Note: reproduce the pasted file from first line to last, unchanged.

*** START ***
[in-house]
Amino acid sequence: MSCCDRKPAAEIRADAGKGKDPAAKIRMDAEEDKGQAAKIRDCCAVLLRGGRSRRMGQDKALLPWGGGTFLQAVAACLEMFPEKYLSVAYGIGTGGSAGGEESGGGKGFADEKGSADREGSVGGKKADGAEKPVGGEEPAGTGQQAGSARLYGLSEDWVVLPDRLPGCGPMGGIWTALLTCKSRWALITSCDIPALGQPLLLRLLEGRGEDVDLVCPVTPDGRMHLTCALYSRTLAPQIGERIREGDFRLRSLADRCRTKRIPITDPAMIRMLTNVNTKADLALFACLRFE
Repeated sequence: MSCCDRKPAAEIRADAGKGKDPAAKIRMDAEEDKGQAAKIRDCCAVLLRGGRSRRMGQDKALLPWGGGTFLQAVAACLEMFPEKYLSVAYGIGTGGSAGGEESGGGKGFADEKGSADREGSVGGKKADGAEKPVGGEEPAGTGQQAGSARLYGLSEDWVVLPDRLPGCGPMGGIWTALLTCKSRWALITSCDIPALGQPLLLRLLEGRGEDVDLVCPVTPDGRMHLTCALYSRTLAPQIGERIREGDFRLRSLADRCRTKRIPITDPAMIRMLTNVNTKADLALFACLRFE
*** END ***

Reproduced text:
[in-house]
Amino acid sequence: MSCCDRKPAAEIRADAGKGKDPAAKIRMDAEEDKGQAAKIRDCCAVLLRGGRSRRMGQDKALLPWGGGTFLQAVAACLEMFPEKYLSVAYGIGTGGSAGGEESGGGKGFADEKGSADREGSVGGKKADGAEKPVGGEEPAGTGQQAGSARLYGLSEDWVVLPDRLPGCGPMGGIWTALLTCKSRWALITSCDIPALGQPLLLRLLEGRGEDVDLVCPVTPDGRMHLTCALYSRTLAPQIGERIREGDFRLRSLADRCRTKRIPITDPAMIRMLTNVNTKADLALFACLRFE
Repeated sequence: MSCCDRKPAAEIRADAGKGKDPAAKIRMDAEEDKGQAAKIRDCCAVLLRGGRSRRMGQDKALLPWGGGTFLQAVAACLEMFPEKYLSVAYGIGTGGSAGGEESGGGKGFADEKGSADREGSVGGKKADGAEKPVGGEEPAGTGQQAGSARLYGLSEDWVVLPDRLPGCGPMGGIWTALLTCKSRWALITSCDIPALGQPLLLRLLEGRGEDVDLVCPVTPDGRMHLTCALYSRTLAPQIGERIREGDFRLRSLADRCRTKRIPITDPAMIRMLTNVNTKADLALFACLRFE